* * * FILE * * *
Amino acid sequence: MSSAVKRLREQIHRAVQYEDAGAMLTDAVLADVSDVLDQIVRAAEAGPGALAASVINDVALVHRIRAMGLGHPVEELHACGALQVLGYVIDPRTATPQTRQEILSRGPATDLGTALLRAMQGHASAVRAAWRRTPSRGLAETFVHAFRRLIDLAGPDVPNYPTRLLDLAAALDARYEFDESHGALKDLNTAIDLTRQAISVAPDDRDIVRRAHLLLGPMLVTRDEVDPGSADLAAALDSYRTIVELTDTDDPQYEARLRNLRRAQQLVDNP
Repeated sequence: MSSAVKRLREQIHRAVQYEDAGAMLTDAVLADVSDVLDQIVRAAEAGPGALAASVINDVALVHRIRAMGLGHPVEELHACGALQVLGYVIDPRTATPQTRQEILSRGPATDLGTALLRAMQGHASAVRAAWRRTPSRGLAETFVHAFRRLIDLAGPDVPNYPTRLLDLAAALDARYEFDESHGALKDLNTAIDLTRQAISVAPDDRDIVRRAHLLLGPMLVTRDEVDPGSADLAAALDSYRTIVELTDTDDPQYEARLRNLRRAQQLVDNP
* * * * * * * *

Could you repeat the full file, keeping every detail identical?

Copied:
Amino acid sequence: MSSAVKRLREQIHRAVQYEDAGAMLTDAVLADVSDVLDQIVRAAEAGPGALAASVINDVALVHRIRAMGLGHPVEELHACGALQVLGYVIDPRTATPQTRQEILSRGPATDLGTALLRAMQGHASAVRAAWRRTPSRGLAETFVHAFRRLIDLAGPDVPNYPTRLLDLAAALDARYEFDESHGALKDLNTAIDLTRQAISVAPDDRDIVRRAHLLLGPMLVTRDEVDPGSADLAAALDSYRTIVELTDTDDPQYEARLRNLRRAQQLVDNP
Repeated sequence: MSSAVKRLREQIHRAVQYEDAGAMLTDAVLADVSDVLDQIVRAAEAGPGALAASVINDVALVHRIRAMGLGHPVEELHACGALQVLGYVIDPRTATPQTRQEILSRGPATDLGTALLRAMQGHASAVRAAWRRTPSRGLAETFVHAFRRLIDLAGPDVPNYPTRLLDLAAALDARYEFDESHGALKDLNTAIDLTRQAISVAPDDRDIVRRAHLLLGPMLVTRDEVDPGSADLAAALDSYRTIVELTDTDDPQYEARLRNLRRAQQLVDNP